We can’t go back in time, but enough wisdom has been shared this month to prevent us from wasting a whole lot more time than we might have to if we all had to learn it all the hard way. I’d like to thank everyone who participated this month. Writing is a long-term commitment and the journey is rarely a simple cruise with smooth sailing. Then again, it’s from those struggles of life that we glimpse the greatest truths and learn the hard-won lessons that really matter. Hopefully now we understand a little better how to pick our battles.

Thanks to the excellent guest bloggers this month. Mark Leslie, Bobbi Schemerhorn, Lisa Mangum, Brian Herbert, and Peter Wacks.

At the beginning of the month, I suggested we’d hear some great advice, and this month’s posts exceeded my expectations. I hope you enjoyed the outpouring of hard-won wisdom and can apply some of it to your life and/or your writing.

Write on.

Enjoy the Journey

25 August 2014 | 2 Comments » | frank

Enjoy the Journey“The road to hell is paved with works-in-progress.”
—Philip Roth

“The road to hell is paved with adverbs.”
—Stephen King

“Writing a book is a horrible, exhausting struggle, like a long bout of some painful illness. One would never undertake such a thing if one were not driven on by some demon whom one can neither resist nor understand.”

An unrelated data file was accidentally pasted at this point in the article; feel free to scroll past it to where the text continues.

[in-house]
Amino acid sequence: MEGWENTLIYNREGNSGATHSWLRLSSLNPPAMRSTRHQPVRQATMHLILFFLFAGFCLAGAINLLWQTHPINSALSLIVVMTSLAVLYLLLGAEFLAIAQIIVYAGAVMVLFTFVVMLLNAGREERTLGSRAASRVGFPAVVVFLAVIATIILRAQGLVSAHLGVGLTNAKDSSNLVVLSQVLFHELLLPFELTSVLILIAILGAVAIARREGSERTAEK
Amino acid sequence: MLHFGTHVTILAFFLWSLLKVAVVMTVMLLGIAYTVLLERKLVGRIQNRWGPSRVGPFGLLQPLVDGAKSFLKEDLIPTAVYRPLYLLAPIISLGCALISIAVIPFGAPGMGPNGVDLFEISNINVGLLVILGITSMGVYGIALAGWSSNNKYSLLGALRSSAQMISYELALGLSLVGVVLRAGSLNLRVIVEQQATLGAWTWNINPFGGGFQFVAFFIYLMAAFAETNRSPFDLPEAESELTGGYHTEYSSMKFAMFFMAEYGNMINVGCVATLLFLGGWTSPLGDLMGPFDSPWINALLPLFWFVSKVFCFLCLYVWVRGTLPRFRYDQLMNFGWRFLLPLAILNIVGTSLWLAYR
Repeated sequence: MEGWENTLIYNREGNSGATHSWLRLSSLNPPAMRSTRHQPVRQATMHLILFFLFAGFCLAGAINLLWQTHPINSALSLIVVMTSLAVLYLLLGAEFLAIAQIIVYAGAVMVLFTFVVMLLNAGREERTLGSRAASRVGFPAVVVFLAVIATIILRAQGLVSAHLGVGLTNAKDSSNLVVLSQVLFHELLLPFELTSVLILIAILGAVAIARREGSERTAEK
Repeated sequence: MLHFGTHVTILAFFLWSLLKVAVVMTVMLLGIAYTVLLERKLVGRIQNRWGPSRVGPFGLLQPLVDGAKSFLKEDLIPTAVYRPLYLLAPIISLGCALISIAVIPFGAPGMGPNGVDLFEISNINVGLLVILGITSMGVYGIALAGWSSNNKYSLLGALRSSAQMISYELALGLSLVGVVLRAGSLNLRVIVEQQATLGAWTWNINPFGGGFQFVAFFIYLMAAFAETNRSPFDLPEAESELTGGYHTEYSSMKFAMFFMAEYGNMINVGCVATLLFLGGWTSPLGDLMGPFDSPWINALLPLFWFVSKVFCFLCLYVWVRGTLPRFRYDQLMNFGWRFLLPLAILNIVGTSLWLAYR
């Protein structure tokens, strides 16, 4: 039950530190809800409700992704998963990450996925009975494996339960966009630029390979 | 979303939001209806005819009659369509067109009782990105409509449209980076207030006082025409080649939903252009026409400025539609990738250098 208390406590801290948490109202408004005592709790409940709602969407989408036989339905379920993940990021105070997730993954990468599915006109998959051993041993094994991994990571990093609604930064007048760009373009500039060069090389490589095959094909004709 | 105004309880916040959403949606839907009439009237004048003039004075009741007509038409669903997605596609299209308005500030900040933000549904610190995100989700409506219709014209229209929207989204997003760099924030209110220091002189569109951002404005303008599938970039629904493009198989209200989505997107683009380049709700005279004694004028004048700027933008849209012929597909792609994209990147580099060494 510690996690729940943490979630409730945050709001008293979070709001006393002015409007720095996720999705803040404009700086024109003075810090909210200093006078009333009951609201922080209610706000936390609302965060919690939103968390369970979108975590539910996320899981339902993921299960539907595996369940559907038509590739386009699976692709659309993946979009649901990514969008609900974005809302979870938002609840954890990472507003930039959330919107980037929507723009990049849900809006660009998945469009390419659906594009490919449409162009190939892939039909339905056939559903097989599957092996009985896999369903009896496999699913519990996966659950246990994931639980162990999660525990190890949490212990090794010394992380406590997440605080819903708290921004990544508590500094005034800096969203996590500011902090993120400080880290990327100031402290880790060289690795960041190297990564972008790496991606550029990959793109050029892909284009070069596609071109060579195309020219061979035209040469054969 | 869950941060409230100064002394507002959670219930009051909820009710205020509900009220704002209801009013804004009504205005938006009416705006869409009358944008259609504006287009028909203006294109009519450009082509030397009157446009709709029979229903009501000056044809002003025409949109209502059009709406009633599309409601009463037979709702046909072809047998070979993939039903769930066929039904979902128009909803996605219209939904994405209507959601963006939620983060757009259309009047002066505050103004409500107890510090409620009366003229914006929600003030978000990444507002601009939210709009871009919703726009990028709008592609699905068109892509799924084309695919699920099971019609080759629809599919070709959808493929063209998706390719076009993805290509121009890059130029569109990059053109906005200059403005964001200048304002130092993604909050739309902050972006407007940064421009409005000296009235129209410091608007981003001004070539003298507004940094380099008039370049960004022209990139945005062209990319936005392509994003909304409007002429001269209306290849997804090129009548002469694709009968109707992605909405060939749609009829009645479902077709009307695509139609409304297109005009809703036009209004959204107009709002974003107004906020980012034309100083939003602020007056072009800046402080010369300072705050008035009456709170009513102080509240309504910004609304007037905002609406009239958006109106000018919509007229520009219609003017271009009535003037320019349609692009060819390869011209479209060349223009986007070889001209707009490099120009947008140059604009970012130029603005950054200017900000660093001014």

—George Orwell

“We are all apprentices in a craft where no one ever becomes a master.”
—Ernest Hemingway

“Every secret of a writer’s soul, every experience of his life, every quality of his mind, is written large in his works.”
—Virginia Woolf

“Write. Rewrite. When not writing or rewriting, read. I know of no shortcuts.”
—Larry L. King, WD

“When your story is ready for rewrite, cut it to the bone. Get rid of every ounce of excess fat. This is going to hurt; revising a story down to the bare essentials is always a little like murdering children, but it must be done.”
—Stephen King, WD

“Long patience and application saturated with your heart’s blood—you will either write or you will not—and the only way to find out whether you will or not is to try.”
—Jim Tully, WD

“Beware of advice—even this.”
—Carl Sandburg, WD